Subpar U.S. growth outlook gives investors pause

* Big quandary: can stocks outperform on subpar growth?

* Analysts expect earnings to grow 27 percent in 2010

* High unemployment, fiscal burden to weigh on U.S. growth

By Herbert Lash

NEW YORK, Feb 4 (BestGrowthStock) – U.S. corporate earnings are
beating analysts’ estimates at a near-record pace, yet some
investors warn that long-term economic growth will be subdued,
hurting profits.

Fourth-quarter profit (Read more your timing to make a profit.)s for S&P 500 companies — the
benchmark for large-cap U.S. stocks (Read more about the stock market today. ) — are up 206 percent from
a year earlier, when the credit crisis ravaged corporate
earnings, according to Thomson Reuters.

With 59 percent of companies in the S&P 500 already posting
results, three-quarters have topped estimates. That’s just shy
of a 79-percent beat rate in the previous quarter, the highest
rate since Thomson Reuters began tracking the data in 1994.

The consensus on Wall Street calls for 27 percent profit
growth this year for companies in the Standard & Poor’s 500
Index (.SPX: ) as the U.S. and global economies rebound from the
worst economic downturn since the Great Depression.

Still, some investors question the upside potential for
stocks amid a lackluster outlook for demand and unease over the
government’s increased intervention in the economy.

“Growth will be slower than the prior 10 years, and that
makes us a little hesitant about where the markets might be,”
said Enrique Chang, chief investment officer at American
Century Investments in Kansas City, Missouri, where he helps
oversee about $85 billion in assets.

Despite a long-term bullish outlook for the U.S. economy,
Chang said in general, American Century was underweight
equities and overweight both U.S. and non-U.S. credit because
of the uncertain environment.

“We are still working out of a financial and banking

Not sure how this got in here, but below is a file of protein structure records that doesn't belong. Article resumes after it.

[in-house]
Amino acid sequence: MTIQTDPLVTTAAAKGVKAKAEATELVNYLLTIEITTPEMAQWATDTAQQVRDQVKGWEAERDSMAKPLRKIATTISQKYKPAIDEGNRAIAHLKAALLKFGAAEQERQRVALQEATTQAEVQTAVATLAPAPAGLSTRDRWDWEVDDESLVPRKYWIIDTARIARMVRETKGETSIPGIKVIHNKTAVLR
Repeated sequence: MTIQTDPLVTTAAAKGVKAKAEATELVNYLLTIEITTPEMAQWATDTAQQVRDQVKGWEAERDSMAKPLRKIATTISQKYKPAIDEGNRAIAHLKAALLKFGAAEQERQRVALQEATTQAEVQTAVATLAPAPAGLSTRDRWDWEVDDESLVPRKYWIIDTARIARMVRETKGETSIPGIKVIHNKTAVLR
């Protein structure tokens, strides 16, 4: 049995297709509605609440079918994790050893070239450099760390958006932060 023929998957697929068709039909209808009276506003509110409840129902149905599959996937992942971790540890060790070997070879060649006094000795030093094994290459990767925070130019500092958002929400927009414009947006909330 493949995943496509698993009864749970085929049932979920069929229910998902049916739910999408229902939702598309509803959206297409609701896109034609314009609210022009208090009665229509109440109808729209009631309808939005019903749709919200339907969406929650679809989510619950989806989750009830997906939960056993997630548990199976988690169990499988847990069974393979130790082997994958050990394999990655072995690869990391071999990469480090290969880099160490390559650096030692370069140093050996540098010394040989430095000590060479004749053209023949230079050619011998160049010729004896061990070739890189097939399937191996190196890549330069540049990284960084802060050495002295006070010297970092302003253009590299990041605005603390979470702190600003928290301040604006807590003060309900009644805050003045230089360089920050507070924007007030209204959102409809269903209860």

crisis,” said Chang, who was early to foresee a U.S. housing
bubble. “So that uncertainty, no matter what bottom-up earnings
are predicted to be this year, is hanging over us.”
MUTED RECOVERY SEEN

The U.S. recovery is expected to be fairly muted by
historical standards, Deutsche Bank’s private wealth management
said in a report on the global outlook on Wednesday.

Stocks historically post robust returns in the year leading
up to interest-rate increases by the U.S. Federal Reserve,
which is not expected until the latter end of 2010, Deutsche
Bank said. After rate hikes begin, stock returns moderate.

That may be why many analysts see a bright earnings
outlook, yet others fear subpar growth will take a toll on
stocks.

A jump in U.S. economic growth to a 5.7 percent pace in the
fourth quarter was largely based on the restocking of depleted
inventories, which is now over, said Nigel Gault, chief U.S.
economist at IHS Global Insight in Lexington, Massachusetts.

“We’ve got to be very cautious about what it implies for
the future,” Gault said about the surprisingly strong gross
domestic product number. “I don’t think it changes the story
that this is still likely to be a relatively subdued recovery
by historical standards.”

Even though final demand and high unemployment show a slow
recovery, large corporations have experienced a rebound as
costs were reined in and demand in emerging markets snapped
back. This helped companies like Cummins Inc (CMI.N: ) and
Emerson Electric Co (EMC.N: ) beat expectations this week.

Earnings tend to recover at an above-average pace during a
recovery. Analysts expect the S&P 500 to earn $77.17 per share
this year, up from $56.40 in 2009, said Howard Silverblatt,
senior index analyst at S&P index services.

Charles Blood, senior market strategist at Brown Brothers
Harriman, said analysts’ expectations strike him as reasonable
for the second year of a recovery. Profit margins will expand,
as they should, during the recovery, he said.

“I don’t think they’ve gotten ahead of themselves,” Blood
said of analysts’ expectations. “I don’t think the analysts
have climbed out on some strange forecasting limbs here.”
S&P 500 WELL OFF ALL-TIME HIGH

Despite decent corporate earnings, dividends are unlikely
to match pre-crisis levels for several years, a sign of a
still-weak recovery, he said. The S&P 500 ended Thursday about
33 percent off its lifetime high of 1,576.09, set in October
2007.

“We think it’s going to be a positive year for dividends.
But we think it’s not going to be until 2013 for that dividend
check to be the same as 2008,” Silverblatt said.

Bob Froehlich, senior managing director at The Hartford
Mutual Funds, is optimistic about the prospects for stocks for
three reasons: the restocking of depleted inventories has not
been fully appreciated, consumer spending will rebound at a
stronger rate than expected and global growth will provide a
bigger-than-expected boost to the U.S. economy.

However, Froehlich said, “it would certainly trip us up if
we do have subpar growth, but I don’t think we will.”

Stock Report

(Editing by Padraic Cassidy)

Subpar U.S. growth outlook gives investors pause